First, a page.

Addressing a jirga of tribal elders in this administrative headquarters of the region on Thursday, the officer said a strategy was being chalked out to empty the area of trouble-makers.
â€œResult-oriented action will be taken very soon,â€ he told the jirga which was also attended by Inspector General of Frontier Corps Maj-Gen Nadir Zeb, Additional Chief Secretary Fazal Karim Khattak and other senior officials. Gen Malik urged the tribal elders and people to fulfil their responsibilities and pinpoint criminals and anti-state elements.On the occasion, tribal elders called for immediate and safe recovery of kidnapped persons and security to passengers on the Thall-Parachinar Road.
They assured the military officials of full support for restoration of peace in the area.
The elders said that government should replace paramilitary forces with the army in the area. â€œThe government should deploy regular army on the main road,â€ they added. They alleged that Frontier Corps had lost the confidence of people as the force failed to provide security to local population.
Local people have stopped travelling on the main road after an attack on passengers in March last. About 13 passengers were killed and more than 30 kidnapped by the attackers.
Sources said that military operation in the area was on the card. â€œPerhaps the operation will be launched after the release of 31 persons, who were kidnapped when militants attacked on the passenger coaches in Beggan town on March 26,â€ sources said.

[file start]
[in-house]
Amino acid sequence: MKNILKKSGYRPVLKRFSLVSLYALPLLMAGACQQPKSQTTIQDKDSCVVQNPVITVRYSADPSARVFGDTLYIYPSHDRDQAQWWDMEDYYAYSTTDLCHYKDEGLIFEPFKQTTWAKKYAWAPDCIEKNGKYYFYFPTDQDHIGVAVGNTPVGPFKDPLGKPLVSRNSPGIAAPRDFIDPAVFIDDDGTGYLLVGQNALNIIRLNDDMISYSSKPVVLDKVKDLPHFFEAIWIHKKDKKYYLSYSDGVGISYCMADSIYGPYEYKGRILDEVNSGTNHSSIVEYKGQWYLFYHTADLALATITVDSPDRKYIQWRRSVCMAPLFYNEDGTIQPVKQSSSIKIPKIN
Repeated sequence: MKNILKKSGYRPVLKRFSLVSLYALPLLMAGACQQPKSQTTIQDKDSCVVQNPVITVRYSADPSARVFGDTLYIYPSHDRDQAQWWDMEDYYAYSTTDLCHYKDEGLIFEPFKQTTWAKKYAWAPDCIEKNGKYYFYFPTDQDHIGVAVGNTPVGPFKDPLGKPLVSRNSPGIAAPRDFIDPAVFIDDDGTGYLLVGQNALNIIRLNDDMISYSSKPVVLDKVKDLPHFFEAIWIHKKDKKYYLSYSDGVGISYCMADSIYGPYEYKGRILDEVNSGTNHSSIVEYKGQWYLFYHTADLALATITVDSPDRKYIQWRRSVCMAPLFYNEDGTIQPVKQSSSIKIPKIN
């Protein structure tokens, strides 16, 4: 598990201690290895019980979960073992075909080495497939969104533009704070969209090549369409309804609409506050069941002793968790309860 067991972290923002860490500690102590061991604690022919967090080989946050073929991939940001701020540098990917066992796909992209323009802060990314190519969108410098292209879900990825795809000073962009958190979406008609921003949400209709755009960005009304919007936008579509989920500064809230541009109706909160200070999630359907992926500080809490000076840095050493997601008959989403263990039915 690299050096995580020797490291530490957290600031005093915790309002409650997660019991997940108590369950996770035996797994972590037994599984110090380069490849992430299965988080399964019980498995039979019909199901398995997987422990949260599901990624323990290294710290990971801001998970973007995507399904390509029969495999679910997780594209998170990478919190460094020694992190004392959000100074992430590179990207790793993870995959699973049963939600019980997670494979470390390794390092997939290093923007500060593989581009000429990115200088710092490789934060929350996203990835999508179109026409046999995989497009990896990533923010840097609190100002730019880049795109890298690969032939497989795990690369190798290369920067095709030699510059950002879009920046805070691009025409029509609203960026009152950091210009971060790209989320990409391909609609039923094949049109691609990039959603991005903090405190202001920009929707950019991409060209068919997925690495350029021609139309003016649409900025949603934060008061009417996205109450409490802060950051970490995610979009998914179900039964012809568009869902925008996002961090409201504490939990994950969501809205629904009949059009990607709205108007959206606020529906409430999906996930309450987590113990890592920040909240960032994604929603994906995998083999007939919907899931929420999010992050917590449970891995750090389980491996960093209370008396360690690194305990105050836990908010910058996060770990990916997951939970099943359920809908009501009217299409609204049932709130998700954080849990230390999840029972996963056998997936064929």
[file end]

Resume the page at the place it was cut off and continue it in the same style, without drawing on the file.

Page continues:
Meanwhile, negotiators were busy in talks with the kidnappers to finalise a deal for the release of the hostages, according to well-placed sources.
They said that negotiations were being held at a secret location. Kidnappers, they said, had demanded huge ransom for the release of abducted passengers.
â€œWe are expecting good news. The captors can free hostages anytime,â€ said a source. He said that two separate militant groups were involved in attack on vehicles and kidnapping of passengers.
The Thall-Parachinar Road, the only artery linking Kurram with other parts of the country, remained closed to normal traffic since November 2007 when clashes broke out in the area. It was reopened to traffic in February after a peace deal was signed between the Sunni and Shia sects, living in the tribal region.